Tech News on G4
Out of the Box: 'Block' beats the blockbusters
July 28, 2011
By John Powell - G4 Canada
What do you do when aliens from another world invade your neighbourhood? You send them packing…without that phone call home.
That's what a South London youth gang does in Joe Cornish's independent sci-fi thriller 'Attack the Block', a film which puts many of this summer's big blockbusters to shame.
When we first meet the group - led by charismatic leader - Moses (John Boyega) - we are none too pleased to make their acquaintance. Threatening and mugging Sam (Jodie Whittaker), a medical student, the boys appear to be nothing more than thugs who enjoy frightening and intimidating others.
The beauty of Cornish's writing is as the story develops and we learn more about the kids, we understand that underneath all that bravado are a group of scared children who don't have very much hope for the future unless they can escape the inner-city neighbourhood they live in.
Slowly but surely, little by little, we begin to forgive and even root for them in their battle against the maurauding aliens.
Oh, yeah. The aliens. The feline-like creatures have neon blood, claws that slash through solid metal and are unstoppable hunters that would give the Predator species a run for their money if they ever met out there in the cosmos, somewhere. The beasts are fast, lethal, vicious and pretty freakin' awesome. When a young alien crash-lands right in the middle of Sam's mugging, the boys chase the creature, corner it in a shed and kill it…before it kills them, kinda.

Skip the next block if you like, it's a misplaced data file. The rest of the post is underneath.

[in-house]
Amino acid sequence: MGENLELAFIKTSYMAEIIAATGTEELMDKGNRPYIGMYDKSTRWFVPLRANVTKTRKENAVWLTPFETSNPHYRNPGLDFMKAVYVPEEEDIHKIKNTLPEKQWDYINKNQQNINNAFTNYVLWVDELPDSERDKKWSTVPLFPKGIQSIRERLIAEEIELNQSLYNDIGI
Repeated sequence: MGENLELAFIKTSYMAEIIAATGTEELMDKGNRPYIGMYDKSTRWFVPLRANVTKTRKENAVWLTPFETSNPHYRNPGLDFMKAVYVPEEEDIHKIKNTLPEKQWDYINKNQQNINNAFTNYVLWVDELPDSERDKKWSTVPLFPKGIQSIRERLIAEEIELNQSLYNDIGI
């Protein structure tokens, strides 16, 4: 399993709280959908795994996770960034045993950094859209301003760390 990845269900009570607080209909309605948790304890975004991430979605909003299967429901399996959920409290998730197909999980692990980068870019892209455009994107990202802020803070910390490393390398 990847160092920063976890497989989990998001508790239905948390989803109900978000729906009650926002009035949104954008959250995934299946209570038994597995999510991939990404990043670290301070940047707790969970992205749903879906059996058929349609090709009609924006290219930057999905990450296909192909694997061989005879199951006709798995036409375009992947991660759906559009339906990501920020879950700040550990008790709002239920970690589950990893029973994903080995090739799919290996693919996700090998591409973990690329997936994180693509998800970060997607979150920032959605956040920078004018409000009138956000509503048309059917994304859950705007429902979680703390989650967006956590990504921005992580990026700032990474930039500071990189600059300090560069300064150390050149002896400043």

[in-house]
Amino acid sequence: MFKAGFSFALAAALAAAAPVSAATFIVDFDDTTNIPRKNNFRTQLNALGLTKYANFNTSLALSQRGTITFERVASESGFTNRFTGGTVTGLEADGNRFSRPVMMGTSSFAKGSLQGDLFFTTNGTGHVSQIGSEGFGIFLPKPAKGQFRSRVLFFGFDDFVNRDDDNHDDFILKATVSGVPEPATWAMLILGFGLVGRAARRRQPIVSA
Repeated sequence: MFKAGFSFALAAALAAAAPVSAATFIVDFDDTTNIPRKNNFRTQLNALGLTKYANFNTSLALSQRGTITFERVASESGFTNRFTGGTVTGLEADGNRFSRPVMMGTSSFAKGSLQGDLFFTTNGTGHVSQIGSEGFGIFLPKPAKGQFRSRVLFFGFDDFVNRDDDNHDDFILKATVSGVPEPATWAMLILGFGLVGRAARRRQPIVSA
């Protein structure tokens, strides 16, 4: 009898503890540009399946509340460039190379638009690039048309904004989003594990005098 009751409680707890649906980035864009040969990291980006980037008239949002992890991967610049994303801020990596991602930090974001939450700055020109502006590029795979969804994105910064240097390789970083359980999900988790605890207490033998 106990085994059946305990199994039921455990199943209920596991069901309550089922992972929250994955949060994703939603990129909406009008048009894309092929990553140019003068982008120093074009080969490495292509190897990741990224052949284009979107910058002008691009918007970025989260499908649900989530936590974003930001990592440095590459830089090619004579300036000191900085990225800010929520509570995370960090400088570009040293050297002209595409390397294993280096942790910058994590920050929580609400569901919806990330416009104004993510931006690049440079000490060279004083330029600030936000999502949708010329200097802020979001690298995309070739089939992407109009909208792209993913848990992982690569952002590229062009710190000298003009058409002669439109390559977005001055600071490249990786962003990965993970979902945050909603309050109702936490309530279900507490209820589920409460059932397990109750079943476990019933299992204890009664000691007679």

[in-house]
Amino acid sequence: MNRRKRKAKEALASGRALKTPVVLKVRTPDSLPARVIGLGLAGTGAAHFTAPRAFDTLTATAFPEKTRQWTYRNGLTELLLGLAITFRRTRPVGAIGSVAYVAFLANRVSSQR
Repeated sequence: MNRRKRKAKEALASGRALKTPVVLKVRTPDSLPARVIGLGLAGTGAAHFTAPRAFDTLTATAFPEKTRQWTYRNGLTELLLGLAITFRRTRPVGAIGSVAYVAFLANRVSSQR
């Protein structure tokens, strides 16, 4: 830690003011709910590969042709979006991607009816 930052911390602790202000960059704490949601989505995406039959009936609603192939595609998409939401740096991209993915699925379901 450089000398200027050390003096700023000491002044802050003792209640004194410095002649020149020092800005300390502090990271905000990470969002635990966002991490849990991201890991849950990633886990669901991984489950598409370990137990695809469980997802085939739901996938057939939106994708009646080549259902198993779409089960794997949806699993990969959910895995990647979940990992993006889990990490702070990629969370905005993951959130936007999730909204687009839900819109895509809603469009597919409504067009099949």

Hoping to make a few bucks off the find, the boys bring the extraterrestrial corpse to local slacker, pot dealer and National Geographic enthusiast Ron (Nick Frost of 'Shaun of the Dead', 'Hot Fuzz' and 'Paul'.) to pick his brain. What they don't know is they have unintentionally drawn first blood in a war against the aliens. Soon, their neighborhood is the target of a full-scale invasion and nobody, and I mean NOBODY is safe.
It is Block's kids who steal the show though not the aliens. It is their story. From the dignified Moses who, if you can snip through his barbed wire exterior, you will find the kind but wounded heart within, to the side-splitting Pest (Alex Esmail) whose tongue is as sharp as his blade, to Jerome (Leeon Jones), the thoughtful poet of the group, we cannot help but to cheer these kids on once we come to understand their characters. The inexperienced but talented young cast carry the film's weight on their shoulders. Kudos to Cornish for recognizing their talent and putting his faith in the young stars. There is no doubt this will not be the last time we see them on the big screen as they all have bright sparks and futures ahead of them, especially Boyega and Esmail.
Called upon to touch up Steven Spielberg's upcoming 'The Adventures of Tin Tin' and pen the 'Ant-Man' movie, Cornish does make the kids and not the aliens the stars of 'Attack the Block' but that is not to say the focus isn't on the action. The film is full of chases and fights outside and better yet, inside the apartment buildings. The threats posed to the characters are real and even though there is much popgun violence and comedy in the film, Cornish doesn't shy away from the viciousness of the invasion. All the youthful posturing and humour aside, these characters are in real danger and we are painfully reminded of that fact time and time again. Cornish doesn't pull any punches and nor should he have.
In a summer full of hum-drum films that didn't live up to their hype, 'Attack of the Block' is the little indie film that could and does deliver.
Attack the Block
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